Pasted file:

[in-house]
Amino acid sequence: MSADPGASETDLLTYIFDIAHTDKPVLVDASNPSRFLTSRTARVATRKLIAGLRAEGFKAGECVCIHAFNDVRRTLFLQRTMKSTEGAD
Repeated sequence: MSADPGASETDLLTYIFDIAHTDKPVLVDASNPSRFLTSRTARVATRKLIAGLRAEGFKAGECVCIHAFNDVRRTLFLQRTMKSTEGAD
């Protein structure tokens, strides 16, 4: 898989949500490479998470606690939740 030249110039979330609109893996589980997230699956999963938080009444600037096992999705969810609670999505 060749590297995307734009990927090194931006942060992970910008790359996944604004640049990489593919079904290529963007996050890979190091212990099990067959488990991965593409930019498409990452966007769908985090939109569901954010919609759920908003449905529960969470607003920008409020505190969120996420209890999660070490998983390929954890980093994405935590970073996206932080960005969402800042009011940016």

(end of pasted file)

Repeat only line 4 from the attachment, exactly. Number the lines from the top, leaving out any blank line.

């Protein structure tokens, strides 16, 4: 898989949500490479998470606690939740 030249110039979330609109893996589980997230699956999963938080009444600037096992999705969810609670999505 060749590297995307734009990927090194931006942060992970910008790359996944604004640049990489593919079904290529963007996050890979190091212990099990067959488990991965593409930019498409990452966007769908985090939109569901954010919609759920908003449905529960969470607003920008409020505190969120996420209890999660070490998983390929954890980093994405935590970073996206932080960005969402800042009011940016």